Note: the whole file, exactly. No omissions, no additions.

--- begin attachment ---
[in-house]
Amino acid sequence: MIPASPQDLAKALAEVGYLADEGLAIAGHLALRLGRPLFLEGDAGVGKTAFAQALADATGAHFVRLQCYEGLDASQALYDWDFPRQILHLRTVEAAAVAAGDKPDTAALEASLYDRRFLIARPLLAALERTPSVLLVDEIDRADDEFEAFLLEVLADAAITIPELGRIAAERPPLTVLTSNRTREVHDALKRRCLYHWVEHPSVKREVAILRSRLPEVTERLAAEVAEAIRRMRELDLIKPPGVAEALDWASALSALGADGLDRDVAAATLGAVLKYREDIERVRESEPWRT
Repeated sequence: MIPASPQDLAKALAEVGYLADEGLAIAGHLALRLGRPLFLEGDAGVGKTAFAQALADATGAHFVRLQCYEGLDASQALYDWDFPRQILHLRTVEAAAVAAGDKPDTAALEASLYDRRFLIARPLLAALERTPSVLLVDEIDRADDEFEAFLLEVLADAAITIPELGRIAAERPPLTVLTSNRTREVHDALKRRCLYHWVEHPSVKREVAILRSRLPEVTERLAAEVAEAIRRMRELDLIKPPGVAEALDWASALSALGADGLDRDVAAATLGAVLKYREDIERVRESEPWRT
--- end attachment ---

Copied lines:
[in-house]
Amino acid sequence: MIPASPQDLAKALAEVGYLADEGLAIAGHLALRLGRPLFLEGDAGVGKTAFAQALADATGAHFVRLQCYEGLDASQALYDWDFPRQILHLRTVEAAAVAAGDKPDTAALEASLYDRRFLIARPLLAALERTPSVLLVDEIDRADDEFEAFLLEVLADAAITIPELGRIAAERPPLTVLTSNRTREVHDALKRRCLYHWVEHPSVKREVAILRSRLPEVTERLAAEVAEAIRRMRELDLIKPPGVAEALDWASALSALGADGLDRDVAAATLGAVLKYREDIERVRESEPWRT
Repeated sequence: MIPASPQDLAKALAEVGYLADEGLAIAGHLALRLGRPLFLEGDAGVGKTAFAQALADATGAHFVRLQCYEGLDASQALYDWDFPRQILHLRTVEAAAVAAGDKPDTAALEASLYDRRFLIARPLLAALERTPSVLLVDEIDRADDEFEAFLLEVLADAAITIPELGRIAAERPPLTVLTSNRTREVHDALKRRCLYHWVEHPSVKREVAILRSRLPEVTERLAAEVAEAIRRMRELDLIKPPGVAEALDWASALSALGADGLDRDVAAATLGAVLKYREDIERVRESEPWRT